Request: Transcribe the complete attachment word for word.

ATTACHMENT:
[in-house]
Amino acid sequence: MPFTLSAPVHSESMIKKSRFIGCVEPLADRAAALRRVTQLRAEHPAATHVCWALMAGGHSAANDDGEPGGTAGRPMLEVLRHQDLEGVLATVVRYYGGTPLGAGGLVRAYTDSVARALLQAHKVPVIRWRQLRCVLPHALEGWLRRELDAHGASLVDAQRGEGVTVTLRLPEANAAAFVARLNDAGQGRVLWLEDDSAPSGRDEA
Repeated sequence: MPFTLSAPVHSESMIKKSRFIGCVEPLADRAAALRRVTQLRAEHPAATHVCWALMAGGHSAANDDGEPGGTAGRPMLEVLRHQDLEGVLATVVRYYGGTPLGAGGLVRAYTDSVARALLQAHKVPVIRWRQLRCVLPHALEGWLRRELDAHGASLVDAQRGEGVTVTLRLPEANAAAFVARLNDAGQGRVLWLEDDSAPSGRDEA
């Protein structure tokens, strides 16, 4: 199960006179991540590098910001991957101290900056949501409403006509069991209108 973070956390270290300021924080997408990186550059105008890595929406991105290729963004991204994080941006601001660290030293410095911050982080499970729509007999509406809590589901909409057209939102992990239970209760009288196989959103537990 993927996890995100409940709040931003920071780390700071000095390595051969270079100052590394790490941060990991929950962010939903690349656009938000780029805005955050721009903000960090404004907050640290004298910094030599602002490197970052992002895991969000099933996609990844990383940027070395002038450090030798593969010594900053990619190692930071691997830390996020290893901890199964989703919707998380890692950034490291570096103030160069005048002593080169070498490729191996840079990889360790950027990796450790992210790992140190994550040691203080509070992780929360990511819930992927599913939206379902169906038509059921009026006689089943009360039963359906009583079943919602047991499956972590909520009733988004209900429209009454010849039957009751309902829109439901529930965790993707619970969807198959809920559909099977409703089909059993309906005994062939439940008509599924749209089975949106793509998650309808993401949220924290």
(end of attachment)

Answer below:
[in-house]
Amino acid sequence: MPFTLSAPVHSESMIKKSRFIGCVEPLADRAAALRRVTQLRAEHPAATHVCWALMAGGHSAANDDGEPGGTAGRPMLEVLRHQDLEGVLATVVRYYGGTPLGAGGLVRAYTDSVARALLQAHKVPVIRWRQLRCVLPHALEGWLRRELDAHGASLVDAQRGEGVTVTLRLPEANAAAFVARLNDAGQGRVLWLEDDSAPSGRDEA
Repeated sequence: MPFTLSAPVHSESMIKKSRFIGCVEPLADRAAALRRVTQLRAEHPAATHVCWALMAGGHSAANDDGEPGGTAGRPMLEVLRHQDLEGVLATVVRYYGGTPLGAGGLVRAYTDSVARALLQAHKVPVIRWRQLRCVLPHALEGWLRRELDAHGASLVDAQRGEGVTVTLRLPEANAAAFVARLNDAGQGRVLWLEDDSAPSGRDEA
């Protein structure tokens, strides 16, 4: 199960006179991540590098910001991957101290900056949501409403006509069991209108 973070956390270290300021924080997408990186550059105008890595929406991105290729963004991204994080941006601001660290030293410095911050982080499970729509007999509406809590589901909409057209939102992990239970209760009288196989959103537990 993927996890995100409940709040931003920071780390700071000095390595051969270079100052590394790490941060990991929950962010939903690349656009938000780029805005955050721009903000960090404004907050640290004298910094030599602002490197970052992002895991969000099933996609990844990383940027070395002038450090030798593969010594900053990619190692930071691997830390996020290893901890199964989703919707998380890692950034490291570096103030160069005048002593080169070498490729191996840079990889360790950027990796450790992210790992140190994550040691203080509070992780929360990511819930992927599913939206379902169906038509059921009026006689089943009360039963359906009583079943919602047991499956972590909520009733988004209900429209009454010849039957009751309902829109439901529930965790993707619970969807198959809920559909099977409703089909059993309906005994062939439940008509599924749209089975949106793509998650309808993401949220924290």